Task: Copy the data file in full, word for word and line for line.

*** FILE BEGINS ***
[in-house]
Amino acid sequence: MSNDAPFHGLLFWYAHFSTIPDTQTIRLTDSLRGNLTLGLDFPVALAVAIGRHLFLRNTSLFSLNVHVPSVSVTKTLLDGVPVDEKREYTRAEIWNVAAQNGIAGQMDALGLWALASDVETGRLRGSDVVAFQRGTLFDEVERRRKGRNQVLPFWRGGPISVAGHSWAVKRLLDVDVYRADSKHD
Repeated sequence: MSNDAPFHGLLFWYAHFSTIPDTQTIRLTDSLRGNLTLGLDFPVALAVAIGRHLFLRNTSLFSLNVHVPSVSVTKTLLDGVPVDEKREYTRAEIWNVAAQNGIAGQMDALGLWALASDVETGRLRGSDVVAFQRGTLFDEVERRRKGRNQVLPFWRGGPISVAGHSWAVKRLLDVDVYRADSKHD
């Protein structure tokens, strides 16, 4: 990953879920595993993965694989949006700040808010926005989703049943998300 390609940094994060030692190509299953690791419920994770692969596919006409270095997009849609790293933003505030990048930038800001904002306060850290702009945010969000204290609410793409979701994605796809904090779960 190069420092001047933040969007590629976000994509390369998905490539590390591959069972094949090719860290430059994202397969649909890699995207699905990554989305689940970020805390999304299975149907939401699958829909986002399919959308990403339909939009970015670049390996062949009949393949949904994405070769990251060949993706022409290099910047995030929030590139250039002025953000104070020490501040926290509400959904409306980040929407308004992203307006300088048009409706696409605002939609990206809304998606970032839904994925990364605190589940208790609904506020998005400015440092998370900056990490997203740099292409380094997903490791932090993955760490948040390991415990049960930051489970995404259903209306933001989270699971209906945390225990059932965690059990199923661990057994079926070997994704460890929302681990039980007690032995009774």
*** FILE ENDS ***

[in-house]
Amino acid sequence: MSNDAPFHGLLFWYAHFSTIPDTQTIRLTDSLRGNLTLGLDFPVALAVAIGRHLFLRNTSLFSLNVHVPSVSVTKTLLDGVPVDEKREYTRAEIWNVAAQNGIAGQMDALGLWALASDVETGRLRGSDVVAFQRGTLFDEVERRRKGRNQVLPFWRGGPISVAGHSWAVKRLLDVDVYRADSKHD
Repeated sequence: MSNDAPFHGLLFWYAHFSTIPDTQTIRLTDSLRGNLTLGLDFPVALAVAIGRHLFLRNTSLFSLNVHVPSVSVTKTLLDGVPVDEKREYTRAEIWNVAAQNGIAGQMDALGLWALASDVETGRLRGSDVVAFQRGTLFDEVERRRKGRNQVLPFWRGGPISVAGHSWAVKRLLDVDVYRADSKHD
């Protein structure tokens, strides 16, 4: 990953879920595993993965694989949006700040808010926005989703049943998300 390609940094994060030692190509299953690791419920994770692969596919006409270095997009849609790293933003505030990048930038800001904002306060850290702009945010969000204290609410793409979701994605796809904090779960 190069420092001047933040969007590629976000994509390369998905490539590390591959069972094949090719860290430059994202397969649909890699995207699905990554989305689940970020805390999304299975149907939401699958829909986002399919959308990403339909939009970015670049390996062949009949393949949904994405070769990251060949993706022409290099910047995030929030590139250039002025953000104070020490501040926290509400959904409306980040929407308004992203307006300088048009409706696409605002939609990206809304998606970032839904994925990364605190589940208790609904506020998005400015440092998370900056990490997203740099292409380094997903490791932090993955760490948040390991415990049960930051489970995404259903209306933001989270699971209906945390225990059932965690059990199923661990057994079926070997994704460890929302681990039980007690032995009774």